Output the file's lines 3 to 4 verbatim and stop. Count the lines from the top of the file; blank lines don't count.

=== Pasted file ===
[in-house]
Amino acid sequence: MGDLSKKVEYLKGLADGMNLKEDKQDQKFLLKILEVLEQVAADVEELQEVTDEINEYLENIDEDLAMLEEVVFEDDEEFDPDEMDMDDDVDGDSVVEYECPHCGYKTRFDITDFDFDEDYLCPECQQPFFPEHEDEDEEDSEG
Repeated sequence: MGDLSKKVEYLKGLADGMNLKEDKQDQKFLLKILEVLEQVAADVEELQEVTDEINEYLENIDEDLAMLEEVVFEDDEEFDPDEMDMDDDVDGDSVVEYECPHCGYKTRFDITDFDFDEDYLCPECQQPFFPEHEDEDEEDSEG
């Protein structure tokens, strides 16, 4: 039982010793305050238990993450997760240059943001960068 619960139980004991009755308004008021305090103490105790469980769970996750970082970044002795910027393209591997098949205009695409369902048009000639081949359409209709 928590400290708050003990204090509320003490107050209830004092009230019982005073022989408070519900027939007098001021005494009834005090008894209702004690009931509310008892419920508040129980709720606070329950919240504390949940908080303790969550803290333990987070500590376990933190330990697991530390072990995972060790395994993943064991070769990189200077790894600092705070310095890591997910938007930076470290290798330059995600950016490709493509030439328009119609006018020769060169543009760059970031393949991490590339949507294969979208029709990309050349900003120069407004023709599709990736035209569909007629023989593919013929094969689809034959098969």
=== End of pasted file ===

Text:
Repeated sequence: MGDLSKKVEYLKGLADGMNLKEDKQDQKFLLKILEVLEQVAADVEELQEVTDEINEYLENIDEDLAMLEEVVFEDDEEFDPDEMDMDDDVDGDSVVEYECPHCGYKTRFDITDFDFDEDYLCPECQQPFFPEHEDEDEEDSEG
């Protein structure tokens, strides 16, 4: 039982010793305050238990993450997760240059943001960068 619960139980004991009755308004008021305090103490105790469980769970996750970082970044002795910027393209591997098949205009695409369902048009000639081949359409209709 928590400290708050003990204090509320003490107050209830004092009230019982005073022989408070519900027939007098001021005494009834005090008894209702004690009931509310008892419920508040129980709720606070329950919240504390949940908080303790969550803290333990987070500590376990933190330990697991530390072990995972060790395994993943064991070769990189200077790894600092705070310095890591997910938007930076470290290798330059995600950016490709493509030439328009119609006018020769060169543009760059970031393949991490590339949507294969979208029709990309050349900003120069407004023709599709990736035209569909007629023989593919013929094969689809034959098969």